The AR53 series has been designed for the professional world. These rotary mowers have aluminium decks with a weight of around 38kg, so they are relatively easy to lift in and out of a van.
Cutting height adjustment is in a central position and, although not as quick to change as the Viking, it should encourage operators to alter the height whenever required rather than "making do" with the setting from the last site.
Both machines are very similar but the TBX has a fixed speed of propulsion whereas the VBX has variable drive. Our testers unanimously preferred the variable-drive unit.
"The single speed is a little too slow for someone in the business - someone needing to get the job done quickly. I found I was trying to push it along - but I am sure it is fine for the semi-professional market," Gardner says. "With the variable model you can set the speed on '3' and get on with cutting grass."
But what we do like is the starting mechanism. The AR53 is fitted with a Briggs & Stratton engine featuring the "Ready Start" system. This eliminates manual priming as well as choking and also minimises the effort needed to fire up the engine. "You don't mind having to start and restart because it is so easy," our tester explains.
The AR53 is a good cutter. There is plenty of power from the 6hp Briggs Y Stratton engine to mow through dense grass, but beware of the grass bag - it packs the clippings in and can be heavy to remove when full.
Overall, these are very capable mowers. We reckon they are suitable for use by professional gardeners and small contractors - especially those working on multiple sites and needing to lift equipment in and out of a van.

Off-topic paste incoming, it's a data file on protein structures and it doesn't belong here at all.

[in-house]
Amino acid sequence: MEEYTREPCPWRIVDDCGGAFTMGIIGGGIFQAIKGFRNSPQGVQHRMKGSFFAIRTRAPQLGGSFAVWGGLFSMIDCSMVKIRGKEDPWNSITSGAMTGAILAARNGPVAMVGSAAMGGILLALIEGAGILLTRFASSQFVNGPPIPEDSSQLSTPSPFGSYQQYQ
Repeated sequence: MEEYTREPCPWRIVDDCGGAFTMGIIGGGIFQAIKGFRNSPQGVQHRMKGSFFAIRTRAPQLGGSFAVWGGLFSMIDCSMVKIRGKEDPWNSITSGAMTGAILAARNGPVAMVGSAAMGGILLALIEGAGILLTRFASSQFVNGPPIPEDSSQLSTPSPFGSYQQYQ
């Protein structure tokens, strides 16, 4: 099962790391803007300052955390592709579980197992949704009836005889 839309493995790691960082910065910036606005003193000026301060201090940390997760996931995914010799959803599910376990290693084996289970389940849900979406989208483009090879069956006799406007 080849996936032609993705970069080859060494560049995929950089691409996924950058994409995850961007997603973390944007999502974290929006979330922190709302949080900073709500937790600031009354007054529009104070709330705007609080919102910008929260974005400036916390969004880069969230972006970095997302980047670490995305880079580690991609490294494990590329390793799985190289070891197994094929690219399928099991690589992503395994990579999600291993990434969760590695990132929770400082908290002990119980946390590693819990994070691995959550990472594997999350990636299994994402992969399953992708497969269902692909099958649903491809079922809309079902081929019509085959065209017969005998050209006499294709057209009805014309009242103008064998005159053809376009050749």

THE REVIEW PANEL
Andre Gardner, grounds manager, Cannington Campus, Bridgwater College
Hugh Murray, head greenkeeper, Cannington Golf Club
Steve Hasell, machinery lecturer, Cannington Campus, Bridgwater College
Ashley Hale, apprentice groundsman, Cannington Campus, Bridgwater College
- Sometimes the situation will call for a cylinder mower. On other occasions it is the rotary mower that is the right machine for the job.
In this test we looked at two traditional cylinders - the general-purpose Allett Buffalo and the fine-turf Allett Tournament. We also tested three new rotaries - the AR53 Series Efco mowers and the latest Viking model from the Stihl stable.
The cylinder mowers were tested on the golf course of the Cannington Campus of Bridgwater College in Somerset. Conditions at the time were fine, with late afternoon sunshine. The rotaries were also trialled at the Cannington Campus, but on an area of longer amenity grass. This test took place in the early morning, when a heavy dew covered the grass.